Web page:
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Federal Government betrays NT communities with second Intervention 16-11-11

Stop the Intervention Collective Sydney                  Media Release                          16 November 2011


Federal Government betrays NT communities with second Intervention

The Stop the Intervention Collective Sydney (STICS) says that the Federal Government has betrayed NT Aboriginal communities, following Monday's announcement of more punitive policies and an extension of the Intervention.

STICS spokesperson Paddy Gibson was in contact with community representatives throughout the recent "Stronger Futures" consultation period and has closely studied transcripts from the consultations across the NT.

Mr Gibson says that community views on dealing with education and alcohol problems have been ignored in favour of further discriminatory measures, and the government has broken clear promises to return to communities for further consultation before introducing legislation.

Mr Gibson says that social conditions have deteriorated since 2007 and are set to become even worse if the government continues with the Intervention.

"Minister Macklin has been talking about Aboriginal parents 'taking responsibility'. So where is her responsibility for three years of failed policy? School attendance rates have not improved since the Intervention and there are now less Aboriginal staff working in NT schools."

"Welfare payments have already been linked to school attendance through this period, with both the Income Management scheme and the School Enrolment and Attendance Measure (SEAM) trials operating in six NT communities."

"NT Aboriginal communities have been betrayed by the government. Participants were told that there would be a new, collaborative approach and that community views would form the basis of future policy. In none of the many consultation meetings I have studied, were the proposals announced on Monday even raised with communities for discussion".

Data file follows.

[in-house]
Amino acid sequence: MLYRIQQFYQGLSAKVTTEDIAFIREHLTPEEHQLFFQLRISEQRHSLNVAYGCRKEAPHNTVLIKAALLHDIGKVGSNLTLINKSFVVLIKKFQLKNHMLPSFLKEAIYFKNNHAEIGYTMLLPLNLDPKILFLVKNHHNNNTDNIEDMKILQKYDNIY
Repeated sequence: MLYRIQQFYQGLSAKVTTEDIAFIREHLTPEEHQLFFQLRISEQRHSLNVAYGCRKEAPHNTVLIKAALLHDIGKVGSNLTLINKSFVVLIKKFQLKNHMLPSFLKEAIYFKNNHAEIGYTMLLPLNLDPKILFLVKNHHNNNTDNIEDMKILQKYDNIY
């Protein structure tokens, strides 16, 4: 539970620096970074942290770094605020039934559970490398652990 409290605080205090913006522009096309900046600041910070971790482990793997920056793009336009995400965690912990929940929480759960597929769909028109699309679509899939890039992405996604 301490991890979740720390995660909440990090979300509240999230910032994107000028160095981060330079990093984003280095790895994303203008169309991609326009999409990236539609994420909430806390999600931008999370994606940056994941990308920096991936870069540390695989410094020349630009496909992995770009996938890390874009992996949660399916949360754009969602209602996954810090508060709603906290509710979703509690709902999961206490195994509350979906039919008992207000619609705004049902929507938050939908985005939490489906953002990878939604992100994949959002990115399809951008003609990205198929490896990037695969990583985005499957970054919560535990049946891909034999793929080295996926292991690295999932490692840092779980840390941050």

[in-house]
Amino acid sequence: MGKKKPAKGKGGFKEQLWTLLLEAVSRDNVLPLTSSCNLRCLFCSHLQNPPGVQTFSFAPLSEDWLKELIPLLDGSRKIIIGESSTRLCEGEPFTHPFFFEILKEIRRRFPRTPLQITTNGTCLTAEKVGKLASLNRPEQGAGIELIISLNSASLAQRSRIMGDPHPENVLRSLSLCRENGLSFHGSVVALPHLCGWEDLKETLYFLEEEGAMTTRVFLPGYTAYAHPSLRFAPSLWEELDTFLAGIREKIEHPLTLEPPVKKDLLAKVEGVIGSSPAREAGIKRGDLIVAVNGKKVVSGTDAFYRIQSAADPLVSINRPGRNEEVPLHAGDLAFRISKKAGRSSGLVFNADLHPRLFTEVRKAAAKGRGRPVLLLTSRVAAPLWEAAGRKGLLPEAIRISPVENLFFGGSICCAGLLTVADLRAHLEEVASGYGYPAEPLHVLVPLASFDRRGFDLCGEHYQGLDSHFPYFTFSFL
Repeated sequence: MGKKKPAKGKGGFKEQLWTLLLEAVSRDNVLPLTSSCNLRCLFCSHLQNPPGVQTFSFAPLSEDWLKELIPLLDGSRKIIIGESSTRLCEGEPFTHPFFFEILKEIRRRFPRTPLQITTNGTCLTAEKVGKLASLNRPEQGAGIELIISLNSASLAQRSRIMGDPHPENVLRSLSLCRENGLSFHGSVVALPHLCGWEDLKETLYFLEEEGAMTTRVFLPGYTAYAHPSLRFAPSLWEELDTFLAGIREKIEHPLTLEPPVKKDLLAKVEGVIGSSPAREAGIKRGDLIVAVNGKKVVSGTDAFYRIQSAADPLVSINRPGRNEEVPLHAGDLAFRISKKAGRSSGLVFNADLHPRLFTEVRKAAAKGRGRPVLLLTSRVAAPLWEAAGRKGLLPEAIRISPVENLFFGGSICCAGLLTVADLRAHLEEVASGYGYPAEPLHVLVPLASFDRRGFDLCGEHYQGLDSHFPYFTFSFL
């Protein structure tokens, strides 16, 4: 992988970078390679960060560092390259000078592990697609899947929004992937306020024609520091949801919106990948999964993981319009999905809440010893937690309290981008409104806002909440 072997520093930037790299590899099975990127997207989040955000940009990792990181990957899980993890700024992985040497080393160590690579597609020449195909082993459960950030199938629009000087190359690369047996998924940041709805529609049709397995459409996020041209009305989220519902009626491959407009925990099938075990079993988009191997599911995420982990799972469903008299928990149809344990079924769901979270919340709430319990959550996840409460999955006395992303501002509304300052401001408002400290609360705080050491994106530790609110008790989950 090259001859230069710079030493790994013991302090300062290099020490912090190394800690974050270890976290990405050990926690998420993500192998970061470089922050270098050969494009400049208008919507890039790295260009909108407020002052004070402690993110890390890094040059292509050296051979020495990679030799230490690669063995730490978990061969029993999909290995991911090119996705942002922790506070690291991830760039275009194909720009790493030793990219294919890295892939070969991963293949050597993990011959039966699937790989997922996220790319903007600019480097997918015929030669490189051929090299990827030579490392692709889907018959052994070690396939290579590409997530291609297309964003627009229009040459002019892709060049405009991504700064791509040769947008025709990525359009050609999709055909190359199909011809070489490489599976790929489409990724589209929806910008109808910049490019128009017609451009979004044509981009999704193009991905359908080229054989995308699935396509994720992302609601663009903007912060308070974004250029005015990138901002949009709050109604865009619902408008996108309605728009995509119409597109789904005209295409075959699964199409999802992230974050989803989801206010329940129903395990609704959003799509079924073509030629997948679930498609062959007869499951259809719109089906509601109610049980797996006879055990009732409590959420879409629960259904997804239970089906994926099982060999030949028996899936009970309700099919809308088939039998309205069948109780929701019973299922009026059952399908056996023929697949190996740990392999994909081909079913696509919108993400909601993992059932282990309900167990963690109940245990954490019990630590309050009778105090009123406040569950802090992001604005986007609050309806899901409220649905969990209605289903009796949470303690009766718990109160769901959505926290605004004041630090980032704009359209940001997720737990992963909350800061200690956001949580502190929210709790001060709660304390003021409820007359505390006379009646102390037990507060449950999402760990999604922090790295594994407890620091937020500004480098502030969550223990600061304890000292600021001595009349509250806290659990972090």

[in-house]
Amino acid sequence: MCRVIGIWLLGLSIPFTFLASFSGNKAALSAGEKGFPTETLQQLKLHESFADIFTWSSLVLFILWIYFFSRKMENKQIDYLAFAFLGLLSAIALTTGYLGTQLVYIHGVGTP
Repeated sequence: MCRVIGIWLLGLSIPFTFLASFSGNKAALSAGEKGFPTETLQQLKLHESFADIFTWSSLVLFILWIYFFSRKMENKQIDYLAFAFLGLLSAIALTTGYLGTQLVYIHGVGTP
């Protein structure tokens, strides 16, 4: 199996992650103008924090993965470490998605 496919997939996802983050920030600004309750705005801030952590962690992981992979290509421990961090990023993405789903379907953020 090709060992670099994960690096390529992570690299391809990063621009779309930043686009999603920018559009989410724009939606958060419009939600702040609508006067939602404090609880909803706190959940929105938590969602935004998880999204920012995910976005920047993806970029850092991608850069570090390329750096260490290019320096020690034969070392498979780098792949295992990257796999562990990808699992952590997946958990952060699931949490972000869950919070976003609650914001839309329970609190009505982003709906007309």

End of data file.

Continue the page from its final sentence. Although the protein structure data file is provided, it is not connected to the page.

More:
"Clear commitments were given that the consultations were just the start of the policy development process, and that further meetings would take place before any decisions were made. These commitments came from FaHCSIA officials and government representatives including Warren Snowdon MP".

"Aboriginal people consistently made the point that increases in school attendance would only come with increased Aboriginal control over the education process and proper resourcing. They demanded reinstatement of bilingual education, Aboriginal design of curriculum and employment of local staff and resources to support families getting their children to school."

"Seven of the twelve communities that will be subjected to these truancy ‘trials' used to run successful bilingual education programs. In the case of Lajamanu, attendance rates have been cut in half by the NT Government's decision to axe bilingual learning."

"In the consultations Aboriginal people demanded improved housing, social services and employment to create an environment where children had the capacity to actually attend school and a future to look forward to."

"Rates of attempted suicide and self harm have doubled since the Intervention. Indigenous incarceration is up 40 per cent and child-removal up 30 per cent. People are moving away from smaller communities and outstations as employment opportunities and services are cut back, fuelling a growing crisis in the urban centres".

"Tragically, these crises are set to get worse through the second Intervention."

For comment contact:
Paddy Gibson 0415800586